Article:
My first question is that I have removed the trim with racing stripe from my argosy and I do not want to replace it. Can I fill the screw holes from where the trim fastened to the body with olympic rivets? They are not uniform so I wanted them to sort of disappear. Or am i looking at counter sunk rivets? The walls are off inside so it should be easy enough to do this - but I'd like advice on how is best to fill these holes.

I can't figure out how to post a photo without an URL to a website..

Thanks again
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Old 06-14-2019, 05:05 PM   #9
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If you use Olympic rivets and shave the heads they will be virtually invisible alongside all the other rivets, in my opinion, at least. They can be done completely from the outside. You will need a pop rivet tool, a pair of side cutters, a rivet shaver, and a (preferably cordless) drill to operate it. Out of Doors Mart will rent you a shaver if you don't want to buy one.


To post pictures, click on the Go Advanced (first time) or Preview Post (all subsequent times) tab under the editing window. Scroll down until you see Manage Attachments in the Additional Options window and click on that. A window will open that will allow you to select and upload pictures. It only lets you upload 4 at a time but you can do the whole process again to get more.


After you upload the pictures click on the Preview Post window. your pictures will all appear at the bottom of your text. You can then position your cursor in your post where you want a picture and click on the paper clip icon at the top of the editing window and a text designation will appear at that location. When you hit Preview Post again you will se the post with the picture inserted where your cursor was.


Al
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Old 06-14-2019, 06:30 PM   #10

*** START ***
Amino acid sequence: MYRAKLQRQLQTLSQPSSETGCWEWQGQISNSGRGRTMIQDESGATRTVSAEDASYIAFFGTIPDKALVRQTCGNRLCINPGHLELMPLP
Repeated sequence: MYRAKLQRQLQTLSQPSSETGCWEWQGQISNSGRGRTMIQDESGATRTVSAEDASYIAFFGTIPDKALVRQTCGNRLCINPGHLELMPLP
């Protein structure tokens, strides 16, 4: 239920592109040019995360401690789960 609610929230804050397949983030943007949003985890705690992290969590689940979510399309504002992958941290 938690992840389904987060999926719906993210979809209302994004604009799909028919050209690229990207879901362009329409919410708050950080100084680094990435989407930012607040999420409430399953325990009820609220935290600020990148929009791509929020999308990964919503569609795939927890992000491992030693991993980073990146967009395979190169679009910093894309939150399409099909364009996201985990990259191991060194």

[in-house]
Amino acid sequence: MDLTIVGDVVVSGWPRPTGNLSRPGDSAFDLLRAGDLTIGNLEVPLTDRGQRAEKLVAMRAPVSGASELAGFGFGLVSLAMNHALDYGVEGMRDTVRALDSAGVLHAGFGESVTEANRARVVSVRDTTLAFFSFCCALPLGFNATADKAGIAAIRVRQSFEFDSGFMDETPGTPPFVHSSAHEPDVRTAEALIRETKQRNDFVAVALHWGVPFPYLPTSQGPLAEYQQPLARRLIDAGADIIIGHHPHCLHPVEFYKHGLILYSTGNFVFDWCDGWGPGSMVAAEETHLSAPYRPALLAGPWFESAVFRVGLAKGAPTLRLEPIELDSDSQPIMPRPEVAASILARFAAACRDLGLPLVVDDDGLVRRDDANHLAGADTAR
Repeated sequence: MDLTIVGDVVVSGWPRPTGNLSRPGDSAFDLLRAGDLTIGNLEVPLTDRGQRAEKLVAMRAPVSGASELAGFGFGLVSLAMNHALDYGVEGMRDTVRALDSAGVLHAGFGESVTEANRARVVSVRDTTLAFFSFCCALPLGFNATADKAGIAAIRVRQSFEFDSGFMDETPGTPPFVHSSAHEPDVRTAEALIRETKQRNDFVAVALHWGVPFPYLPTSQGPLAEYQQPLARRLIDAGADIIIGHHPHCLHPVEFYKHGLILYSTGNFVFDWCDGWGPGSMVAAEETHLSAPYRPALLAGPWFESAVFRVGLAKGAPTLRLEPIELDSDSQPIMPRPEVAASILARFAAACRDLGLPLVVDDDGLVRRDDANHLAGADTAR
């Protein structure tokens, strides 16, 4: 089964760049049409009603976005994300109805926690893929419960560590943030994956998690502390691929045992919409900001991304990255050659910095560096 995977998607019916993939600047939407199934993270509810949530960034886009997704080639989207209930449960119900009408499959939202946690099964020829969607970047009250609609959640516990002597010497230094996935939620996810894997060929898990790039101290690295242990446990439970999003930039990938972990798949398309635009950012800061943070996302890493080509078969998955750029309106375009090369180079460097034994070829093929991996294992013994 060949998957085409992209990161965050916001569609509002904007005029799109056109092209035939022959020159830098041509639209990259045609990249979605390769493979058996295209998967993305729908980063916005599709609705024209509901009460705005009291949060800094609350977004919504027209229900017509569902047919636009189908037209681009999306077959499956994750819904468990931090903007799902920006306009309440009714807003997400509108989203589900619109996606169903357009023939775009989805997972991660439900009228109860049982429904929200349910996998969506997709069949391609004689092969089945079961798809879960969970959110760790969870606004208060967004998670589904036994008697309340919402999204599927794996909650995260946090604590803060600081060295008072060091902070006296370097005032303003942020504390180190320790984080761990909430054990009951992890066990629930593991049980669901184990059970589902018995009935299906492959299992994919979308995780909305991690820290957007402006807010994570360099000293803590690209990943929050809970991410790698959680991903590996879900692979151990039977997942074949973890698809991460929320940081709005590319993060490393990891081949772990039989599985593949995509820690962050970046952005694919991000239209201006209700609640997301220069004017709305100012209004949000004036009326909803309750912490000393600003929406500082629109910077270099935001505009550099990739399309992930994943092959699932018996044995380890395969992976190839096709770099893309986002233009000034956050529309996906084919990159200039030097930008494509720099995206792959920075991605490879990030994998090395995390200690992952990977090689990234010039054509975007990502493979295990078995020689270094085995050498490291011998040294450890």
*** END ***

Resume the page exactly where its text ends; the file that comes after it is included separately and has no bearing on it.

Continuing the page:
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Girasoledonn, wow, expensive education! Well, you found a wealth of information here. Looking forward to seeing pictures and following your progress. Forward from here, good luck!
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Old 06-14-2019, 10:11 PM   #11
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Houston , Texas
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If you want those rivet heads to "disappear," and as, you mentioned, they aren't in a nice straight line, then I would say your best bet is to countersink the holes and buck in a flat headed rivet that is designed to seat in that countersunk hole.

On another note, I am now even more curious who these bad actors were who took advantage of you... I don't mean to make this forum into a "wall of shame," but maybe there is some value in steering the next potential victim out of harm's way. Pretty much anyone can hang out their shingle and claim to be a "per-feshional trailer fixer."

Good luck!
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Old 06-16-2019, 03:58 PM   #12
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1975 Argosy 22 Rear Door
atlantic city , New Jersey
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How do i fill these holes :/

Ok... I'm getting a ton of conflicting advice on the AA forum on facebook about these holes and my brain feels like its going to explode. Ill just be asking here now haha but I need to clarify the info.

FOR THE TRIM WITH THE RACING STRIPE I AM REMOVING:

The holes were obviously screw holes that held the trim to the body. Some basic questions.. how do I counter sink screw holes.. can you rivet into a screw hole that has been threaded?

Some people are telling me I should use olympic rivets. Others are saying flat headed/flush rivets? I am only familiar with Olympic, Buck and Pop so what are flush rivets? Which rivet should I use for this part of the project?

Next question - to install them - I have a buck riveting kit from VTS. Some people are telling me I need an Olympic rivet kit or at least a shaver for the head of the rivet. Some are saying my buck riveting kit will be enough. I should mention the trailer is a shell and the walls are out.
_________________________________________
FOR THE RUB RAIL I AM REPLACING WITH VTS 1950s MODEL RUB RAIL